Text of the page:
Not long after discovering the mag I moved to London and, alongside all of my worldly belongings, I brought my newfound urgency to run. Within weeks of arriving in the bright lights of the big city, I was in touch with LtW’s editor Simon Freeman and creative director Julie Freeman Kummer (who also happen to be married, correct) and shortly after, I had a piece on running as a queer person/settling into my new life in London in the quarterly print edition.

At this point, I’d just bought myself a new pair of shoes and was either running solo or dipping my toes into different, local running clubs (that weren’t quite the right fit). Still, I kept at it and with a subscription to LtW, I found that often all it took to nudge me into getting out for a quick 5k was losing myself in a story in the latest edition. That might be a feature on someone who’d discovered running worked to soothe their overactive mind (can confirm ✌🏼), a meeting of kindred spirits within a crew of PoC runners, or those (re)building confidence after an injury/childbirth/alongside disability. Within the pages of a magazine, I discovered the stuff of motivation.

A double page photograph showing a distant runner silhouetted against the sky as they run across a roclsy landscape

Fast-forward five years and LtW—now based out of Julie’s native Switzerland, rather than London—is sitting pretty on our shelves at issue #35. Though the publication hasn’t changed much format-wise since I first picked up a copy, its (largely) reader-created content has continually evolved to become more diverse and far-reaching, while still accompanied by vibrant illustrations and dynamic photography.

What also hasn’t changed is the heart of the publication: community and the why of running. In the latest issue stories fall under titles including ‘Connection: Indigenous Running, Landscape, and the Evolutionary Dawn of Running as Prayer’, ‘Belonging’, ‘Summer Miles’ and ‘Sad Girl Track Club’ (which is a great name for a run club). It’s a theme that comes up again and again with magazines, particularly those that zero in on something particularly niche—they bring us together. And what could be more important right now if we're to truly make positive change in this world?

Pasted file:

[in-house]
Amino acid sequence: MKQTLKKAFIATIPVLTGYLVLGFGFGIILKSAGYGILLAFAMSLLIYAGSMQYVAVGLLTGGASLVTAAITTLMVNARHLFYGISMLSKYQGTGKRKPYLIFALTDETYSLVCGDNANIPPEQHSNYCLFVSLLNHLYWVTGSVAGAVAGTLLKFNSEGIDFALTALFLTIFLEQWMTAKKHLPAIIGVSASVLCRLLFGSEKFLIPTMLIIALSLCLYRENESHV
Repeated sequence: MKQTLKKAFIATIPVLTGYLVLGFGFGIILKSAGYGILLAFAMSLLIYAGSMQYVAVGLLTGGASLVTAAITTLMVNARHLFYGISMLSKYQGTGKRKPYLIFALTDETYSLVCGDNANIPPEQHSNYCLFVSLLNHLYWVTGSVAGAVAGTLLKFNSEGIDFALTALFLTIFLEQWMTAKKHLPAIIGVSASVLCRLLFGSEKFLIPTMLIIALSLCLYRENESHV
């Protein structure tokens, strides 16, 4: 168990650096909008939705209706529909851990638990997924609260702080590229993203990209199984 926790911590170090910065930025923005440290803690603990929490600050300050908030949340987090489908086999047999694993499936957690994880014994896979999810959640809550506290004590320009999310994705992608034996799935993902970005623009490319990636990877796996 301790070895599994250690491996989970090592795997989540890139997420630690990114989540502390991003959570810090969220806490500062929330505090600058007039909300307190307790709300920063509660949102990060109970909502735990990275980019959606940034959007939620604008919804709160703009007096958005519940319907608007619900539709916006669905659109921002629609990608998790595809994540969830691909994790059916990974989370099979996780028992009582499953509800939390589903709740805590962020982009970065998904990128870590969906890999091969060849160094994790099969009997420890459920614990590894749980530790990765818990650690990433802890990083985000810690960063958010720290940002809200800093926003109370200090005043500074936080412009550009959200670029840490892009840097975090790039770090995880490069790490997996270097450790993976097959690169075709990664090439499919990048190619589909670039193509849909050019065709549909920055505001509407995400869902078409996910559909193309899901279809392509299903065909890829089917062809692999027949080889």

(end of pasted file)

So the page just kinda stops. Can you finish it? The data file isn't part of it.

London’s Queer Running Club pose in the park, post-run
Image: Kole Fulmine, Queer Running Club

As for me? While I struggled to pull on my shoes earlier this year, I always managed at least one run a week—with my club on a Tuesday evening (the after-run pints were particularly healing). Much like the stories that make up LtW, it’s the people that make up my much-loved crew, Queer Running Club, that mean I’m now back on track, and happily at that (I’ll stop gushing now).

To sum up this love letter to indie magazines and running, if it’s motivation that you seek, you'll find it here. Whether you’ve never run but have always wanted to give it a go or you’ve taken a break (intentional or otherwise) and need a little oomph to get yourself back into it, Like the Wind might just get you out of the door.

And on that note, I’m going to get out for one while the sun’s peeking through the clouds...

Editor Simon Freeman
Co-editor Imogen Lees
Creative director Julie Freeman Kummer
Co-creative director and designer Alex Murphy


Queer Running Club Community Fundraiser donate here

Previous post Patrick McGraw, Heavy Traffic
Next post Oswin Tickler, Artefact